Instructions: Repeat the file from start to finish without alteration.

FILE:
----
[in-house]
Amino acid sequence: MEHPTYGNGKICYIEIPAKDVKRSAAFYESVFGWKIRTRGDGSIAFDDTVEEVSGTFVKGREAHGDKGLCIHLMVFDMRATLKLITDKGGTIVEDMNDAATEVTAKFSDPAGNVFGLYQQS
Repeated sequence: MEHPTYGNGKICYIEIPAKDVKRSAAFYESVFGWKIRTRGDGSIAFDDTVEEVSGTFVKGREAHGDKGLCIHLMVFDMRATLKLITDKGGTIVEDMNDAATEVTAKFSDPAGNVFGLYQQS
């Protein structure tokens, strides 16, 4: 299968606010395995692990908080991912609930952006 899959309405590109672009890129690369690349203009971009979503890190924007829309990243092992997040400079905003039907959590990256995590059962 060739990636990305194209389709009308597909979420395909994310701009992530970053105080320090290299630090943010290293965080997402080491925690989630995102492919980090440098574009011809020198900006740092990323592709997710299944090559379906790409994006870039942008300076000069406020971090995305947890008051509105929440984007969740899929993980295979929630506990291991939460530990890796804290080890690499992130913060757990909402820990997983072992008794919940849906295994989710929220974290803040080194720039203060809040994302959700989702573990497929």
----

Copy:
[in-house]
Amino acid sequence: MEHPTYGNGKICYIEIPAKDVKRSAAFYESVFGWKIRTRGDGSIAFDDTVEEVSGTFVKGREAHGDKGLCIHLMVFDMRATLKLITDKGGTIVEDMNDAATEVTAKFSDPAGNVFGLYQQS
Repeated sequence: MEHPTYGNGKICYIEIPAKDVKRSAAFYESVFGWKIRTRGDGSIAFDDTVEEVSGTFVKGREAHGDKGLCIHLMVFDMRATLKLITDKGGTIVEDMNDAATEVTAKFSDPAGNVFGLYQQS
């Protein structure tokens, strides 16, 4: 299968606010395995692990908080991912609930952006 899959309405590109672009890129690369690349203009971009979503890190924007829309990243092992997040400079905003039907959590990256995590059962 060739990636990305194209389709009308597909979420395909994310701009992530970053105080320090290299630090943010290293965080997402080491925690989630995102492919980090440098574009011809020198900006740092990323592709997710299944090559379906790409994006870039942008300076000069406020971090995305947890008051509105929440984007969740899929993980295979929630506990291991939460530990890796804290080890690499992130913060757990909402820990997983072992008794919940849906295994989710929220974290803040080194720039203060809040994302959700989702573990497929």